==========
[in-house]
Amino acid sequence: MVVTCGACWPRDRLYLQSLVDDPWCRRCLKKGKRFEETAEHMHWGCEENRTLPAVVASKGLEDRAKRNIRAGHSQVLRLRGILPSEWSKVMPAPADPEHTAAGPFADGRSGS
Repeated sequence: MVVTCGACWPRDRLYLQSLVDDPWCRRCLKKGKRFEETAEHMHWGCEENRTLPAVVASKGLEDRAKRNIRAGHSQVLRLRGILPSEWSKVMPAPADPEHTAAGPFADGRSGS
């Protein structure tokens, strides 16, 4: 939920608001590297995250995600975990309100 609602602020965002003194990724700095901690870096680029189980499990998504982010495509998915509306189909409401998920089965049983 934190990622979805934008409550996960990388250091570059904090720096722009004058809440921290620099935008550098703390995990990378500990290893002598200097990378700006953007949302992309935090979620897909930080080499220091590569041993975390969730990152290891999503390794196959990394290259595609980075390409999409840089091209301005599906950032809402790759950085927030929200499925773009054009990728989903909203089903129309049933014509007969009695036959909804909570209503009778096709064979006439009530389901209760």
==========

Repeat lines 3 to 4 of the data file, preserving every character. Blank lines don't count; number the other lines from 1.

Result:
Repeated sequence: MVVTCGACWPRDRLYLQSLVDDPWCRRCLKKGKRFEETAEHMHWGCEENRTLPAVVASKGLEDRAKRNIRAGHSQVLRLRGILPSEWSKVMPAPADPEHTAAGPFADGRSGS
């Protein structure tokens, strides 16, 4: 939920608001590297995250995600975990309100 609602602020965002003194990724700095901690870096680029189980499990998504982010495509998915509306189909409401998920089965049983 934190990622979805934008409550996960990388250091570059904090720096722009004058809440921290620099935008550098703390995990990378500990290893002598200097990378700006953007949302992309935090979620897909930080080499220091590569041993975390969730990152290891999503390794196959990394290259595609980075390409999409840089091209301005599906950032809402790759950085927030929200499925773009054009990728989903909203089903129309049933014509007969009695036959909804909570209503009778096709064979006439009530389901209760």